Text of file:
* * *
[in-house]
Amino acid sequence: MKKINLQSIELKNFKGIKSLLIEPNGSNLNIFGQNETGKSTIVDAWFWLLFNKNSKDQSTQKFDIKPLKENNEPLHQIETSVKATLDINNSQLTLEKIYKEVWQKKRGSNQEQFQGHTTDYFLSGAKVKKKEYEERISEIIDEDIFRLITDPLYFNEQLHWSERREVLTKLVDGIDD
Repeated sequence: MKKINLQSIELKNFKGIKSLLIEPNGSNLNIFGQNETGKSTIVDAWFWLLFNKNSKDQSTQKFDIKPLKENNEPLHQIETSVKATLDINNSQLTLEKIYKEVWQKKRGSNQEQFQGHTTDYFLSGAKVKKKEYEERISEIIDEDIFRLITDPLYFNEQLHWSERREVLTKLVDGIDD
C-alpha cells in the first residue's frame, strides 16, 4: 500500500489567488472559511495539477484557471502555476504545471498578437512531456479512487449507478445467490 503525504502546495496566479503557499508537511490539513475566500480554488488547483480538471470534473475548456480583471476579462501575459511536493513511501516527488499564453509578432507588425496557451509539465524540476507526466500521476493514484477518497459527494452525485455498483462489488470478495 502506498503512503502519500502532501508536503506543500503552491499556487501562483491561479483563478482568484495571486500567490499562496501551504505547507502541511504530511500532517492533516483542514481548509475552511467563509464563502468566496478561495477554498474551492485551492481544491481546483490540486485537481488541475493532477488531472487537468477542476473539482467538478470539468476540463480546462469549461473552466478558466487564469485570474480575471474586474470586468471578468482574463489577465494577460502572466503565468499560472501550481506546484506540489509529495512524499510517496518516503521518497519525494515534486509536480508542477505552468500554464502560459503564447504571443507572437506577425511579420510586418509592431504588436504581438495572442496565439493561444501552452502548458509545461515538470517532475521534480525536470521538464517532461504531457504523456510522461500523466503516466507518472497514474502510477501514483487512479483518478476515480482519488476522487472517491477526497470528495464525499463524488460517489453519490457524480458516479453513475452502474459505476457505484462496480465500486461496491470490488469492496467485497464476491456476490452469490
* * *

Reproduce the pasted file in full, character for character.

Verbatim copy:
[in-house]
Amino acid sequence: MKKINLQSIELKNFKGIKSLLIEPNGSNLNIFGQNETGKSTIVDAWFWLLFNKNSKDQSTQKFDIKPLKENNEPLHQIETSVKATLDINNSQLTLEKIYKEVWQKKRGSNQEQFQGHTTDYFLSGAKVKKKEYEERISEIIDEDIFRLITDPLYFNEQLHWSERREVLTKLVDGIDD
Repeated sequence: MKKINLQSIELKNFKGIKSLLIEPNGSNLNIFGQNETGKSTIVDAWFWLLFNKNSKDQSTQKFDIKPLKENNEPLHQIETSVKATLDINNSQLTLEKIYKEVWQKKRGSNQEQFQGHTTDYFLSGAKVKKKEYEERISEIIDEDIFRLITDPLYFNEQLHWSERREVLTKLVDGIDD
C-alpha cells in the first residue's frame, strides 16, 4: 500500500489567488472559511495539477484557471502555476504545471498578437512531456479512487449507478445467490 503525504502546495496566479503557499508537511490539513475566500480554488488547483480538471470534473475548456480583471476579462501575459511536493513511501516527488499564453509578432507588425496557451509539465524540476507526466500521476493514484477518497459527494452525485455498483462489488470478495 502506498503512503502519500502532501508536503506543500503552491499556487501562483491561479483563478482568484495571486500567490499562496501551504505547507502541511504530511500532517492533516483542514481548509475552511467563509464563502468566496478561495477554498474551492485551492481544491481546483490540486485537481488541475493532477488531472487537468477542476473539482467538478470539468476540463480546462469549461473552466478558466487564469485570474480575471474586474470586468471578468482574463489577465494577460502572466503565468499560472501550481506546484506540489509529495512524499510517496518516503521518497519525494515534486509536480508542477505552468500554464502560459503564447504571443507572437506577425511579420510586418509592431504588436504581438495572442496565439493561444501552452502548458509545461515538470517532475521534480525536470521538464517532461504531457504523456510522461500523466503516466507518472497514474502510477501514483487512479483518478476515480482519488476522487472517491477526497470528495464525499463524488460517489453519490457524480458516479453513475452502474459505476457505484462496480465500486461496491470490488469492496467485497464476491456476490452469490